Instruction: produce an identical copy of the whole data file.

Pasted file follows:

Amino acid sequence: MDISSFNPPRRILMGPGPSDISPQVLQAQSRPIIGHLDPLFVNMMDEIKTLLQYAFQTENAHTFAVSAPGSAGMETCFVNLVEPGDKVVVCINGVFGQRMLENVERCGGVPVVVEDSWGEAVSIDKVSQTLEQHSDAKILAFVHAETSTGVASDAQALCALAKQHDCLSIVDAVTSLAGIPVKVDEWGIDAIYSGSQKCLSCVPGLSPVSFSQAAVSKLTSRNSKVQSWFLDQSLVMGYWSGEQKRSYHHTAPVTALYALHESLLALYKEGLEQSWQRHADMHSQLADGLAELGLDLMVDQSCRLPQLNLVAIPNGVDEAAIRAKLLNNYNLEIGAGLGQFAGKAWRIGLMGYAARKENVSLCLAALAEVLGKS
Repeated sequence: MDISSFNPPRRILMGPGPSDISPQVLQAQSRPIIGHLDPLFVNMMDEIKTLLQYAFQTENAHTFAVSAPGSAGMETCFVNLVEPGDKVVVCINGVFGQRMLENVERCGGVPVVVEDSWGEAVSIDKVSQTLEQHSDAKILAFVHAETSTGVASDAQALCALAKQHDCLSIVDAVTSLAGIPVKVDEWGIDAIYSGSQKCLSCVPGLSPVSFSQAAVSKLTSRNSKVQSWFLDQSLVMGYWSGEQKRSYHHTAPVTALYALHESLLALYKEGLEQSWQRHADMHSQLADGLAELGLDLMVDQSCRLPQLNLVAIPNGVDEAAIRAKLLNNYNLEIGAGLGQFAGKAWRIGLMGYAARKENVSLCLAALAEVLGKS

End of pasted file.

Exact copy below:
Amino acid sequence: MDISSFNPPRRILMGPGPSDISPQVLQAQSRPIIGHLDPLFVNMMDEIKTLLQYAFQTENAHTFAVSAPGSAGMETCFVNLVEPGDKVVVCINGVFGQRMLENVERCGGVPVVVEDSWGEAVSIDKVSQTLEQHSDAKILAFVHAETSTGVASDAQALCALAKQHDCLSIVDAVTSLAGIPVKVDEWGIDAIYSGSQKCLSCVPGLSPVSFSQAAVSKLTSRNSKVQSWFLDQSLVMGYWSGEQKRSYHHTAPVTALYALHESLLALYKEGLEQSWQRHADMHSQLADGLAELGLDLMVDQSCRLPQLNLVAIPNGVDEAAIRAKLLNNYNLEIGAGLGQFAGKAWRIGLMGYAARKENVSLCLAALAEVLGKS
Repeated sequence: MDISSFNPPRRILMGPGPSDISPQVLQAQSRPIIGHLDPLFVNMMDEIKTLLQYAFQTENAHTFAVSAPGSAGMETCFVNLVEPGDKVVVCINGVFGQRMLENVERCGGVPVVVEDSWGEAVSIDKVSQTLEQHSDAKILAFVHAETSTGVASDAQALCALAKQHDCLSIVDAVTSLAGIPVKVDEWGIDAIYSGSQKCLSCVPGLSPVSFSQAAVSKLTSRNSKVQSWFLDQSLVMGYWSGEQKRSYHHTAPVTALYALHESLLALYKEGLEQSWQRHADMHSQLADGLAELGLDLMVDQSCRLPQLNLVAIPNGVDEAAIRAKLLNNYNLEIGAGLGQFAGKAWRIGLMGYAARKENVSLCLAALAEVLGKS